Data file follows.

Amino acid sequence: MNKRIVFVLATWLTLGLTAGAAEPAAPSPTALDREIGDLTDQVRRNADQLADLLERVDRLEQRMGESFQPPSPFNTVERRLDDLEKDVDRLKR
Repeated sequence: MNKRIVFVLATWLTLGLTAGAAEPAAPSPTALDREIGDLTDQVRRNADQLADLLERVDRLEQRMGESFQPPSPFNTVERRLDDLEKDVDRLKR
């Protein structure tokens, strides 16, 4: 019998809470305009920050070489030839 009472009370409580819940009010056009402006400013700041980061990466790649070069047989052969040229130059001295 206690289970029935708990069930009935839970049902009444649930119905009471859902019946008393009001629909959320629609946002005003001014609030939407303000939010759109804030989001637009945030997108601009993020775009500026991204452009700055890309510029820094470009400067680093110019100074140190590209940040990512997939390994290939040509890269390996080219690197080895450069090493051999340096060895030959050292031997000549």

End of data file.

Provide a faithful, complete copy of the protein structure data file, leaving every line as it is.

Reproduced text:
Amino acid sequence: MNKRIVFVLATWLTLGLTAGAAEPAAPSPTALDREIGDLTDQVRRNADQLADLLERVDRLEQRMGESFQPPSPFNTVERRLDDLEKDVDRLKR
Repeated sequence: MNKRIVFVLATWLTLGLTAGAAEPAAPSPTALDREIGDLTDQVRRNADQLADLLERVDRLEQRMGESFQPPSPFNTVERRLDDLEKDVDRLKR
């Protein structure tokens, strides 16, 4: 019998809470305009920050070489030839 009472009370409580819940009010056009402006400013700041980061990466790649070069047989052969040229130059001295 206690289970029935708990069930009935839970049902009444649930119905009471859902019946008393009001629909959320629609946002005003001014609030939407303000939010759109804030989001637009945030997108601009993020775009500026991204452009700055890309510029820094470009400067680093110019100074140190590209940040990512997939390994290939040509890269390996080219690197080895450069090493051999340096060895030959050292031997000549």